It made available 3,000 books and 375 literary magazines to researchers in its early years. However, due to funding shortages, its quarterly literary magazine and its other related activities either halted or declined over the years. Nearly seven years ago, Ghalib Library was in the news for being in poor condition so much so that there were fears that it may be closed down.

But now the Ghalib Library has had a mini-turnabout courtesy certain quiet benefactors, dedicated staff and a passionate advisory board. Former Karachi Nazim Niamatullah Khan of the Jamaat-i-Islami, had the library's interior refurbished after it was vacated by Habib Bank. Fatima Surayya Bajia, prominent TV scriptwriter and member of the advisory board of Idara-e-Yadgar-e-Ghalib, requested Sindh governor Ishratul Ibad for funds to repair the leakage in the ceiling of the library that was promptly carried out by the staff of the then city district government of Karachi. Infaq Foundation that was set up by banker Agha Hasan Abedi continues to provide funds to the library.

It now has a rich collection of over 40,000 books mostly donated by book lovers who do not have the space in their homes to store their burgeoning collection. The library also has an unenviable collection of pre-partition magazines era targeting women such as Tehzeeb, literary magazines such as Seep and Nuqoosh, and vintage illustrated Shahnama-e-Firdousi, Tilism-e-Hoshruba, Alif Laila amongst its set of rare books. Syed Sadiq Abdali, the library's lone computer operator for the past seven years, has classified 6,000 books in folders in library's computer that are searchable by title of the book, author's name, year of publication and name of publisher.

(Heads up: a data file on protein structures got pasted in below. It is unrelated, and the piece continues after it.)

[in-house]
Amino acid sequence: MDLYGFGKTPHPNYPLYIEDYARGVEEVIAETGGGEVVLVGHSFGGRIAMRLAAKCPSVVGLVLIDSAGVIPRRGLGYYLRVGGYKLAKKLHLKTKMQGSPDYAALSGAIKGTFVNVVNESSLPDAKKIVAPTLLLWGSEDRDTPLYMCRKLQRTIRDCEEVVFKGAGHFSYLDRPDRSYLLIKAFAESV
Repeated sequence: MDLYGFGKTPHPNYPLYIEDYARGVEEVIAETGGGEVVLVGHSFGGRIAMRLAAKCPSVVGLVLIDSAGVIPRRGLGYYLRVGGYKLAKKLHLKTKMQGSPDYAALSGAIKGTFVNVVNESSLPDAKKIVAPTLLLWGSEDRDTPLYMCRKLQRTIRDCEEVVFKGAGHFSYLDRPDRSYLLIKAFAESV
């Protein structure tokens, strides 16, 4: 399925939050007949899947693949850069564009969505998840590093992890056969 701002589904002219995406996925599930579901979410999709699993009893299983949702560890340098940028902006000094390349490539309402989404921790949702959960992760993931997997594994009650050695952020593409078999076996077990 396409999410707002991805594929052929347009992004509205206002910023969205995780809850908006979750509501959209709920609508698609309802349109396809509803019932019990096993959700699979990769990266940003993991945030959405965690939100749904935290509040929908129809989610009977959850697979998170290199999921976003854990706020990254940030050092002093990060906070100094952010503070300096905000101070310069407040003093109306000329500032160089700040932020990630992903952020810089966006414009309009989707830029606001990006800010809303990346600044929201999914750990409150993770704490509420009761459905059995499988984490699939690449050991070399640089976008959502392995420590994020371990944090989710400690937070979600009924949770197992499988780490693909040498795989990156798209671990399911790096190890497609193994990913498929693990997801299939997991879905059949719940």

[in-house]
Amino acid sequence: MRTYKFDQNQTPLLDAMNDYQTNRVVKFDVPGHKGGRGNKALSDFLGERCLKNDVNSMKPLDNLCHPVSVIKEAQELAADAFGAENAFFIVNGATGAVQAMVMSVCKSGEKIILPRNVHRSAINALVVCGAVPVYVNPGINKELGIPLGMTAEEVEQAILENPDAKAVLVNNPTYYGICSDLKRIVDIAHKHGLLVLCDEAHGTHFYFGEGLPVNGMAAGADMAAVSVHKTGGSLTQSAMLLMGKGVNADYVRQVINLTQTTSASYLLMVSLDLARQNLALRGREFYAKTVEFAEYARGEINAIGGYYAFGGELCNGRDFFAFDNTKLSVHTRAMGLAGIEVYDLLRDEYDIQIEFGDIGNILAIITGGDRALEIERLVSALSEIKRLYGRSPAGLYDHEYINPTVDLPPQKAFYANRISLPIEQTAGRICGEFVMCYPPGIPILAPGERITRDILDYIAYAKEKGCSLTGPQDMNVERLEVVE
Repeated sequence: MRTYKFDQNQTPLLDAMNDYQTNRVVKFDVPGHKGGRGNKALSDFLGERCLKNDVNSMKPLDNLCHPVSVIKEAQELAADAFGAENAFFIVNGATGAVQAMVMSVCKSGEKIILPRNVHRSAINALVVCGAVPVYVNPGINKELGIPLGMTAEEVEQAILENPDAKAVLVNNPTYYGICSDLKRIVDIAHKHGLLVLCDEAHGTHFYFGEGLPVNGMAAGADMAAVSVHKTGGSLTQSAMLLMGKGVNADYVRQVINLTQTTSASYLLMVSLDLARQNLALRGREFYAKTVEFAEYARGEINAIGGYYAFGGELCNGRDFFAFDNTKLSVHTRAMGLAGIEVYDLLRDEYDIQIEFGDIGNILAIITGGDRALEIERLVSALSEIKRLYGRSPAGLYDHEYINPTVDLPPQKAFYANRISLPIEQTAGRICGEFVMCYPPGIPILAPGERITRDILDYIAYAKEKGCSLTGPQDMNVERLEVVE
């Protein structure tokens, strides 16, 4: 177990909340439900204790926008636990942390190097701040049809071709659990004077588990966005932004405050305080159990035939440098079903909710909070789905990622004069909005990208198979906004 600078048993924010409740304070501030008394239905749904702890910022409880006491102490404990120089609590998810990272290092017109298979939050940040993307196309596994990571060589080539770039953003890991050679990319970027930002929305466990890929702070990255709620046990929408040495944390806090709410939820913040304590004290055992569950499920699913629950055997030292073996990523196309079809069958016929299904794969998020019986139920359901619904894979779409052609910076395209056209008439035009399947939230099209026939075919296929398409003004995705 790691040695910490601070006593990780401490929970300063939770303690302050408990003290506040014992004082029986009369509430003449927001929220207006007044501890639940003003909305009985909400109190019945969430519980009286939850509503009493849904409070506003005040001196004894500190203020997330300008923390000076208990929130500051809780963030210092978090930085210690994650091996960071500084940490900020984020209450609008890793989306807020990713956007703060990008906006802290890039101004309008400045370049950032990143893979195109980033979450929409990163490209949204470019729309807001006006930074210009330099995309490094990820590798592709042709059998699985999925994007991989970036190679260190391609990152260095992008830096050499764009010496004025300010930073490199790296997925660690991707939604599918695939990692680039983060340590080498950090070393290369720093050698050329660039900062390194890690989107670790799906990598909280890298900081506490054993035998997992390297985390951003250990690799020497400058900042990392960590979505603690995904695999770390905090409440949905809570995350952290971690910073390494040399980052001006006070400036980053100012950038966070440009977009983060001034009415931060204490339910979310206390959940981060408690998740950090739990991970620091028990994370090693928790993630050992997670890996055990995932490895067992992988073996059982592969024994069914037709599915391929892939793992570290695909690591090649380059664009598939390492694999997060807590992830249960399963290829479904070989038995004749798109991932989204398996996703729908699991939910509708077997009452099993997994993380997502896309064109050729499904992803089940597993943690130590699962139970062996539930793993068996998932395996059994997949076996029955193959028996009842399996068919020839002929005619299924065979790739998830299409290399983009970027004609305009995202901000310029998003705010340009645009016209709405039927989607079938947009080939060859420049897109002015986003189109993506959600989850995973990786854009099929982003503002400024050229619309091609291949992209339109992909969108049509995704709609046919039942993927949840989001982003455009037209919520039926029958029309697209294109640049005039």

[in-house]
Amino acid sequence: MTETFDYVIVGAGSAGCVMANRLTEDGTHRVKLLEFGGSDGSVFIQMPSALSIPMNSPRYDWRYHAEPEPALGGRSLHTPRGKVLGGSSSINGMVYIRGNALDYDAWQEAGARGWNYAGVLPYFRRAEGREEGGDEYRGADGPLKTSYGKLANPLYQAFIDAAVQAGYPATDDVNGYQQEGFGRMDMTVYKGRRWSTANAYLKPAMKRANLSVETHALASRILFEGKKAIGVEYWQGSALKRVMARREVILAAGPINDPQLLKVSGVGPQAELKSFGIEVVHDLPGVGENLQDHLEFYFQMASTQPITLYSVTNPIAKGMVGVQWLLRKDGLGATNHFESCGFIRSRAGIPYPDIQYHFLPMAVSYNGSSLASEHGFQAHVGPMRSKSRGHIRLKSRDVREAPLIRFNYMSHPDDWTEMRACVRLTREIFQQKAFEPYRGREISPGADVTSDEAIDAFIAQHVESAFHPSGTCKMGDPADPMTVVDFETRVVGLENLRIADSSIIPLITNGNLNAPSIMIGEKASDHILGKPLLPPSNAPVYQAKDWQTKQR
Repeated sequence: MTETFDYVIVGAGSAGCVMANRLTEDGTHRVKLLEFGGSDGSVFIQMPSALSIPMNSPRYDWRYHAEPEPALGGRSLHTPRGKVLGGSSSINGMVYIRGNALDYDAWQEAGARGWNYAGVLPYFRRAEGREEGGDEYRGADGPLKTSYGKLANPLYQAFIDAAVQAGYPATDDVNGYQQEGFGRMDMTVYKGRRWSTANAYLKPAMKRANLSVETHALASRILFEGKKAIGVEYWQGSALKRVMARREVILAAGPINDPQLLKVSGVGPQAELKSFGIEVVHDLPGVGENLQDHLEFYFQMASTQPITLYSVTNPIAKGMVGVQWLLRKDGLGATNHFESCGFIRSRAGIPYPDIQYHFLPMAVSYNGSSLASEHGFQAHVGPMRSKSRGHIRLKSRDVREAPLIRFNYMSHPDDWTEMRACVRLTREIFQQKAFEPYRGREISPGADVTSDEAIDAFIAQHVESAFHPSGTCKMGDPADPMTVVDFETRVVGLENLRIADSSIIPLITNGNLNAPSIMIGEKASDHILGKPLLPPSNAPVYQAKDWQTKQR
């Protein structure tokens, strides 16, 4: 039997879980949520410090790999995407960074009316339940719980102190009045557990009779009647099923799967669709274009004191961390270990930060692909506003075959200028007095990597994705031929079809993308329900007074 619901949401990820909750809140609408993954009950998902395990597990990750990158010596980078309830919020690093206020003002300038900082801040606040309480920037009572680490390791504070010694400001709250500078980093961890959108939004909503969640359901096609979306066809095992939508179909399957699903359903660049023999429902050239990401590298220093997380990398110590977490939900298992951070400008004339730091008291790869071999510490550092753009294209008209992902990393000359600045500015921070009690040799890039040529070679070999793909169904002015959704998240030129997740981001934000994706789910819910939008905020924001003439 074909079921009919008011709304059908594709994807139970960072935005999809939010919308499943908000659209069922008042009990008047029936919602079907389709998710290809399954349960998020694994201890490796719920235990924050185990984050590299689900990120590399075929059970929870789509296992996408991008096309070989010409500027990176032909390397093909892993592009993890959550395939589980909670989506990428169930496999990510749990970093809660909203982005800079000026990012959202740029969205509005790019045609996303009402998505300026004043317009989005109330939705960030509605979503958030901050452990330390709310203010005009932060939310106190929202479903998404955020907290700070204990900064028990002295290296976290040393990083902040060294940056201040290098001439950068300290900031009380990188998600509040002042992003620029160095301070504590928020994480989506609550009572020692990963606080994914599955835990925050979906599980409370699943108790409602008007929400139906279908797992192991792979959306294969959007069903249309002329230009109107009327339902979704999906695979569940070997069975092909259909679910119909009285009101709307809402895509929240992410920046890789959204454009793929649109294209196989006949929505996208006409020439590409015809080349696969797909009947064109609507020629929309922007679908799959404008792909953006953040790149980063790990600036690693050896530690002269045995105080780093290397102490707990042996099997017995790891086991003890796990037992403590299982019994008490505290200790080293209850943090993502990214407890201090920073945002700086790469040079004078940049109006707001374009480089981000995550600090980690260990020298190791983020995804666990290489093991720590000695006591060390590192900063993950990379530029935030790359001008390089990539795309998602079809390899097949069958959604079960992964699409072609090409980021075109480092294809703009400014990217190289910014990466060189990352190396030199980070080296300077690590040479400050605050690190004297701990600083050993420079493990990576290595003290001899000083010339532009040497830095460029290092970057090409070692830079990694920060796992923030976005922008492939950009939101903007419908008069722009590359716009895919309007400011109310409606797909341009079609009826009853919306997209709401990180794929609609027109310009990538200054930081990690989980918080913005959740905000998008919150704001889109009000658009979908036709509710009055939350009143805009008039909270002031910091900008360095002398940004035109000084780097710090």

So far nearly 70 publications have been printed pertaining to the critical analysis of Ghalib's works with six books in the pipeline. Ghalib, the magazine, had not been printed for 12 years until its 19th volume was published in 2000. Its 20th volume was printed in 2012 and has just printed its 21st volume that features a handwritten manuscript 'Qaat-e-Burhan' by Ghalib discovered in Amroha, India.

Besides, there are also plans for a lecture on Iqbal on his birth anniversary by eminent scholar Dr Tehseen Firaqi next year. "After a long time things are beginning to look good for the Ghalib Library, but a lot still needs to be done," says Bajia. Dawn

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Educational institutions lack hostels
Islamabad: Students from far-flung areas of the country are facing problems in finding suitable and inexpensive accommodation facilities in the capital.

Lack of hostels in many of the educational institutions has not only contributed to their problems but also compelling many students to go back to their native cities without completing their education. An official of the Federal Directorate of Education said that several educational institutions in Islamabad do not provide hostels to students because of which the students either do not pursue their studies or go back to their hometowns after getting admissions.

Pointing out that education had become very expensive in Islamabad, he said that it had become extremely difficult for students to pay house rents along with fee in order to pursue their studies in the city.